Win a trip to visit Rogue in Oregon like this guy.
“This is the first thing I’ve ever really won, so it was a good way to start off.”
Aaron Douglas was talking about the Rogue box-bottom contest that we hold yearly. After filling out the entry form on a bottom of a six-pack, throwing it away two months later, and then finally changing his mind and mailing it in, Aaron ended up winning the contest.
He claimed his contest prize in early October: an all-expenses-paid trip to Oregon from his home state of Rhode Island with his college friend Nathan Cartier for the full Rogue Ales & Spirits experience.
The pair of self-proclaimed beer geeks flew into Portland on a Thursday afternoon and got right to work visiting the Racket Club, what we call Rogue’s Portland business office, and the Rogue Distillery and Public House in the Pearl District for a little more than six taster flights of all the Rogue beers they hadn’t tried. Aaron and Nate have been longtime fans of Dead Guy and were excited to get to know new and harder-to-get Rogue beers that they don’t see as often on the East Coast.
The next day, they toured Rogue Farms in Independence and the brewery, distillery and cooperage in Newport before toasting a weekend well spent with the Rogue Nation President himself, Big Al Jorgensen.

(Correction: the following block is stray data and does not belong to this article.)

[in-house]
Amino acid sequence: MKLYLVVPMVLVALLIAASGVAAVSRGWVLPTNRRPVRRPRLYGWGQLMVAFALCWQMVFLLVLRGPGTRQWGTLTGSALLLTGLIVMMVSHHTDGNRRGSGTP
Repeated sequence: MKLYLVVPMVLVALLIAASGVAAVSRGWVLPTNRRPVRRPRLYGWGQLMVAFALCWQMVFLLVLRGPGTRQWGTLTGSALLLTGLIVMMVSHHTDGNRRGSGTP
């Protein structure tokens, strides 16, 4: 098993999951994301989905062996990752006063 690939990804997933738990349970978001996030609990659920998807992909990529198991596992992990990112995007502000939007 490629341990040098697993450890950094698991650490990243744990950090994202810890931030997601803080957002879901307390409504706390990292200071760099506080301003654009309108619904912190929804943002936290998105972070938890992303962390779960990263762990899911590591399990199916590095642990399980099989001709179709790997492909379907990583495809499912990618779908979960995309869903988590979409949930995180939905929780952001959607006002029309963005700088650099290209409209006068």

Both avid home brewers, Aaron and Nate were already familiar with the brewing process and appreciated seeing Rogue’s ground-to-glass philosophy.
“One of the most interesting parts was actually visiting the farm,” Aaron said. “Everybody always thinks beer starts in the brewery, but it doesn’t. It starts way before that.”
“We’ve done brewery tours, but no one could really take us out to a hop farm and talk about the process of harvesting. That was pretty cool to be able to do that and then end up at the brewery and taste what you guys were doing. It was really an excellent day,” said Nate.
The duo enjoyed their trip to Oregon, a first for both. Even though they were 3,000 miles from home, they were struck by the similarities between the fishing communities in Newport and Aaron’s coastal Rhode Island home.
One big difference? What’s growing on Oregon farms.
“Being able to stand in the Willamette Valley, knowing that’s where the hops are grown in the United States, and being able to pick a hop off the vine and just stand there in the sunshine and smell it… That was pretty awesome,” said Nate. “That’s a pretty rare opportunity.”
Want to win your own trip to Rogue in Oregon? Look for the entry form on the bottom of any Rogue six-pack and mail it in.